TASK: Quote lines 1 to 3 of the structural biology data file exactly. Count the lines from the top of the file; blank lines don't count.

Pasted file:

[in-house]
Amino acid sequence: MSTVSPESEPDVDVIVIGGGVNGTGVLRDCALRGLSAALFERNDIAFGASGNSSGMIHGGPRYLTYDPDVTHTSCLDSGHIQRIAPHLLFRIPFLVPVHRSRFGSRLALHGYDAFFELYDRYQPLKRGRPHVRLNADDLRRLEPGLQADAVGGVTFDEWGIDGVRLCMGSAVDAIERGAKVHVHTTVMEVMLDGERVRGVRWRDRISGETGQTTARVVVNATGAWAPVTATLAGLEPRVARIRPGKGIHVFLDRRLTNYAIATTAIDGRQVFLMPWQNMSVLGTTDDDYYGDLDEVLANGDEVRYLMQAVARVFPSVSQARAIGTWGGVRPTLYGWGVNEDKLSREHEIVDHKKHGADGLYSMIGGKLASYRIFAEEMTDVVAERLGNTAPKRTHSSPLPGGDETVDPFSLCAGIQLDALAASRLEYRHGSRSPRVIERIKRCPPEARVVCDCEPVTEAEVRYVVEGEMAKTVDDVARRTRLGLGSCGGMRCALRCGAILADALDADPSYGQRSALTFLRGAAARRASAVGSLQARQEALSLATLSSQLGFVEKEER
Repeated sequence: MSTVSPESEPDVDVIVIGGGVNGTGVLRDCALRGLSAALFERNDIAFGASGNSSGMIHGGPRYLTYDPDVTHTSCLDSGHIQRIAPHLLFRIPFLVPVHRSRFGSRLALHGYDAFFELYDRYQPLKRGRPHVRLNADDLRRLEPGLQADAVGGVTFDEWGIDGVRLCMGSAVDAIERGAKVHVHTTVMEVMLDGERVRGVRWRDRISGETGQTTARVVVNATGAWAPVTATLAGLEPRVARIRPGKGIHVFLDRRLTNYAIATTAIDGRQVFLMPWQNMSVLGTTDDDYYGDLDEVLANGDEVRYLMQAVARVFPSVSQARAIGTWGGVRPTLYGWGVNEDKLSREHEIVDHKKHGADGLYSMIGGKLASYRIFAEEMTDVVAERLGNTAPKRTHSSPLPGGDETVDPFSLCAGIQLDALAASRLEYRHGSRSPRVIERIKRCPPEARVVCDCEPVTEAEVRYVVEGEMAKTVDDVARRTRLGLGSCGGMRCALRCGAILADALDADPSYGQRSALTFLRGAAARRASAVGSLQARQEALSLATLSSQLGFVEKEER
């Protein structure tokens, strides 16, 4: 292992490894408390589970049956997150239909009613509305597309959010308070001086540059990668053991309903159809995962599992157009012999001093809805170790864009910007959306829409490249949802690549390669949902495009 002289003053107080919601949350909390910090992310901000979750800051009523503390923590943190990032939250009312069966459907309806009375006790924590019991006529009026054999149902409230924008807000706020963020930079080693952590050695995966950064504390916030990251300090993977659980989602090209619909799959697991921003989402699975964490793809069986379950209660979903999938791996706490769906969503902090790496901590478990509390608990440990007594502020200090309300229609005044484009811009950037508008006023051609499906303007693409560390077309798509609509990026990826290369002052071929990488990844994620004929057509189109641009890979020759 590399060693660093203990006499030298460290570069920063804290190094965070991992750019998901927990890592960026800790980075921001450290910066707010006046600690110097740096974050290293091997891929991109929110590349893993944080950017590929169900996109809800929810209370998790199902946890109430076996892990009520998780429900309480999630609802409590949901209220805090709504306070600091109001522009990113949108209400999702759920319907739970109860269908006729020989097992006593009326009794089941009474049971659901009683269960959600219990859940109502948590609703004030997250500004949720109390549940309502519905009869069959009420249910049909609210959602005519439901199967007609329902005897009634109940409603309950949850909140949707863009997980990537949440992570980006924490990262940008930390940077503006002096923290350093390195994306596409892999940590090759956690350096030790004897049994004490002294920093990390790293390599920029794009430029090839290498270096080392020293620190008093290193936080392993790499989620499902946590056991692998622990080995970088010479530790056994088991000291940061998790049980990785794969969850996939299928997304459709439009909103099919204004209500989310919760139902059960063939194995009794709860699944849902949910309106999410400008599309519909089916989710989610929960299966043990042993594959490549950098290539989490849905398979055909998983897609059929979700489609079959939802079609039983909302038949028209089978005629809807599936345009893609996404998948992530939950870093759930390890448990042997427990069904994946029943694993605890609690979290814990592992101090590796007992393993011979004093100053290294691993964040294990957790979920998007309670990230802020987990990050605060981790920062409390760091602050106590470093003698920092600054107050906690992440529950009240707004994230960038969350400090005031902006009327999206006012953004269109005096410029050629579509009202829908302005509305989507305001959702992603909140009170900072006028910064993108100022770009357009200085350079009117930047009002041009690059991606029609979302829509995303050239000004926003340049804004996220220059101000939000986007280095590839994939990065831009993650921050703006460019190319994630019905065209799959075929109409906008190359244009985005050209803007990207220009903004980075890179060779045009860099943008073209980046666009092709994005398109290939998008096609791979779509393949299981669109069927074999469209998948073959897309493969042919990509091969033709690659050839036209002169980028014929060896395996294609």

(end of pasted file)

[in-house]
Amino acid sequence: MSTVSPESEPDVDVIVIGGGVNGTGVLRDCALRGLSAALFERNDIAFGASGNSSGMIHGGPRYLTYDPDVTHTSCLDSGHIQRIAPHLLFRIPFLVPVHRSRFGSRLALHGYDAFFELYDRYQPLKRGRPHVRLNADDLRRLEPGLQADAVGGVTFDEWGIDGVRLCMGSAVDAIERGAKVHVHTTVMEVMLDGERVRGVRWRDRISGETGQTTARVVVNATGAWAPVTATLAGLEPRVARIRPGKGIHVFLDRRLTNYAIATTAIDGRQVFLMPWQNMSVLGTTDDDYYGDLDEVLANGDEVRYLMQAVARVFPSVSQARAIGTWGGVRPTLYGWGVNEDKLSREHEIVDHKKHGADGLYSMIGGKLASYRIFAEEMTDVVAERLGNTAPKRTHSSPLPGGDETVDPFSLCAGIQLDALAASRLEYRHGSRSPRVIERIKRCPPEARVVCDCEPVTEAEVRYVVEGEMAKTVDDVARRTRLGLGSCGGMRCALRCGAILADALDADPSYGQRSALTFLRGAAARRASAVGSLQARQEALSLATLSSQLGFVEKEER
Repeated sequence: MSTVSPESEPDVDVIVIGGGVNGTGVLRDCALRGLSAALFERNDIAFGASGNSSGMIHGGPRYLTYDPDVTHTSCLDSGHIQRIAPHLLFRIPFLVPVHRSRFGSRLALHGYDAFFELYDRYQPLKRGRPHVRLNADDLRRLEPGLQADAVGGVTFDEWGIDGVRLCMGSAVDAIERGAKVHVHTTVMEVMLDGERVRGVRWRDRISGETGQTTARVVVNATGAWAPVTATLAGLEPRVARIRPGKGIHVFLDRRLTNYAIATTAIDGRQVFLMPWQNMSVLGTTDDDYYGDLDEVLANGDEVRYLMQAVARVFPSVSQARAIGTWGGVRPTLYGWGVNEDKLSREHEIVDHKKHGADGLYSMIGGKLASYRIFAEEMTDVVAERLGNTAPKRTHSSPLPGGDETVDPFSLCAGIQLDALAASRLEYRHGSRSPRVIERIKRCPPEARVVCDCEPVTEAEVRYVVEGEMAKTVDDVARRTRLGLGSCGGMRCALRCGAILADALDADPSYGQRSALTFLRGAAARRASAVGSLQARQEALSLATLSSQLGFVEKEER